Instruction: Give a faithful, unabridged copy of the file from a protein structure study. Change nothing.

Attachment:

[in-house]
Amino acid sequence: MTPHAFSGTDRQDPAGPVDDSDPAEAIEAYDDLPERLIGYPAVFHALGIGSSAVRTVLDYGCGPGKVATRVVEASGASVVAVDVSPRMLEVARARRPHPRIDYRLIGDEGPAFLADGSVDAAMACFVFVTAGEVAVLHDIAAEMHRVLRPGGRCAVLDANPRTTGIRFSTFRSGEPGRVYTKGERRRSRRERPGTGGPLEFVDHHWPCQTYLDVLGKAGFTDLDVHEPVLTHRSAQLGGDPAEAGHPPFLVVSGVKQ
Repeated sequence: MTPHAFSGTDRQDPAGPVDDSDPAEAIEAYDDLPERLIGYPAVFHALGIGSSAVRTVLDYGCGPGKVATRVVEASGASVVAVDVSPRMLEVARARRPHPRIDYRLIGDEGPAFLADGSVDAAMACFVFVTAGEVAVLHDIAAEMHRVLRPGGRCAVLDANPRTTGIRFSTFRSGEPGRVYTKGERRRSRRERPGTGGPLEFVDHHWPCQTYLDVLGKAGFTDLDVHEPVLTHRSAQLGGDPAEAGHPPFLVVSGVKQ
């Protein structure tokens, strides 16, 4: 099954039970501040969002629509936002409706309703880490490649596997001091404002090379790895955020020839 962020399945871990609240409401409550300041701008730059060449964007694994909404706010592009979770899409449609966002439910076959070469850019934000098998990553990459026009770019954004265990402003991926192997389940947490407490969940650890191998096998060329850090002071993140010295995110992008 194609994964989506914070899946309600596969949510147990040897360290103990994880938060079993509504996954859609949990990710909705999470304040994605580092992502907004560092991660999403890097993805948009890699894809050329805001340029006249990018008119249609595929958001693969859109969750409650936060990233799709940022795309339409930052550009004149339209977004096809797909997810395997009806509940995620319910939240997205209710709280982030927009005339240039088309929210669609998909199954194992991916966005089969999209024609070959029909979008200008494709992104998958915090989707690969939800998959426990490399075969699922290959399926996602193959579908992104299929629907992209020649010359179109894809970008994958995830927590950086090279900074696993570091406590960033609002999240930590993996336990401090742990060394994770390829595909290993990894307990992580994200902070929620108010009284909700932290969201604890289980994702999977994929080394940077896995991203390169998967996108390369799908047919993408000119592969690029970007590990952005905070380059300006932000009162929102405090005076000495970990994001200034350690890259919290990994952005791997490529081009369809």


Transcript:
[in-house]
Amino acid sequence: MTPHAFSGTDRQDPAGPVDDSDPAEAIEAYDDLPERLIGYPAVFHALGIGSSAVRTVLDYGCGPGKVATRVVEASGASVVAVDVSPRMLEVARARRPHPRIDYRLIGDEGPAFLADGSVDAAMACFVFVTAGEVAVLHDIAAEMHRVLRPGGRCAVLDANPRTTGIRFSTFRSGEPGRVYTKGERRRSRRERPGTGGPLEFVDHHWPCQTYLDVLGKAGFTDLDVHEPVLTHRSAQLGGDPAEAGHPPFLVVSGVKQ
Repeated sequence: MTPHAFSGTDRQDPAGPVDDSDPAEAIEAYDDLPERLIGYPAVFHALGIGSSAVRTVLDYGCGPGKVATRVVEASGASVVAVDVSPRMLEVARARRPHPRIDYRLIGDEGPAFLADGSVDAAMACFVFVTAGEVAVLHDIAAEMHRVLRPGGRCAVLDANPRTTGIRFSTFRSGEPGRVYTKGERRRSRRERPGTGGPLEFVDHHWPCQTYLDVLGKAGFTDLDVHEPVLTHRSAQLGGDPAEAGHPPFLVVSGVKQ
């Protein structure tokens, strides 16, 4: 099954039970501040969002629509936002409706309703880490490649596997001091404002090379790895955020020839 962020399945871990609240409401409550300041701008730059060449964007694994909404706010592009979770899409449609966002439910076959070469850019934000098998990553990459026009770019954004265990402003991926192997389940947490407490969940650890191998096998060329850090002071993140010295995110992008 194609994964989506914070899946309600596969949510147990040897360290103990994880938060079993509504996954859609949990990710909705999470304040994605580092992502907004560092991660999403890097993805948009890699894809050329805001340029006249990018008119249609595929958001693969859109969750409650936060990233799709940022795309339409930052550009004149339209977004096809797909997810395997009806509940995620319910939240997205209710709280982030927009005339240039088309929210669609998909199954194992991916966005089969999209024609070959029909979008200008494709992104998958915090989707690969939800998959426990490399075969699922290959399926996602193959579908992104299929629907992209020649010359179109894809970008994958995830927590950086090279900074696993570091406590960033609002999240930590993996336990401090742990060394994770390829595909290993990894307990992580994200902070929620108010009284909700932290969201604890289980994702999977994929080394940077896995991203390169998967996108390369799908047919993408000119592969690029970007590990952005905070380059300006932000009162929102405090005076000495970990994001200034350690890259919290990994952005791997490529081009369809």